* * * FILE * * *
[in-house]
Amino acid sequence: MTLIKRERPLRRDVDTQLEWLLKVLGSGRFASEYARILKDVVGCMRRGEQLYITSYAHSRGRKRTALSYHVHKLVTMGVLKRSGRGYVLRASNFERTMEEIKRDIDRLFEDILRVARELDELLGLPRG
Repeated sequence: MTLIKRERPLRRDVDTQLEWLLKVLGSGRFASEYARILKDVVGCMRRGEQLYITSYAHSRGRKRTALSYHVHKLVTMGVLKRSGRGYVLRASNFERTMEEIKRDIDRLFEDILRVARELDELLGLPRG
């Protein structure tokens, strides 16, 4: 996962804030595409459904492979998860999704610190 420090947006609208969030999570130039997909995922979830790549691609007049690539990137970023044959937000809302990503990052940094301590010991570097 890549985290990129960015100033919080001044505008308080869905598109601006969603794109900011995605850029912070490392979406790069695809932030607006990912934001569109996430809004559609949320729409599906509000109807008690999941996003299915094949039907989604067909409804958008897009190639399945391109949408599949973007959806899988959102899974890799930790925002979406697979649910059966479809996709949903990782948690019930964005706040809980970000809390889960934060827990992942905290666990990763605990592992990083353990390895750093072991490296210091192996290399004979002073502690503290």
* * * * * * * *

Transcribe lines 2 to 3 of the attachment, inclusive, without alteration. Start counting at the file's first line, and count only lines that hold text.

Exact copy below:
Amino acid sequence: MTLIKRERPLRRDVDTQLEWLLKVLGSGRFASEYARILKDVVGCMRRGEQLYITSYAHSRGRKRTALSYHVHKLVTMGVLKRSGRGYVLRASNFERTMEEIKRDIDRLFEDILRVARELDELLGLPRG
Repeated sequence: MTLIKRERPLRRDVDTQLEWLLKVLGSGRFASEYARILKDVVGCMRRGEQLYITSYAHSRGRKRTALSYHVHKLVTMGVLKRSGRGYVLRASNFERTMEEIKRDIDRLFEDILRVARELDELLGLPRG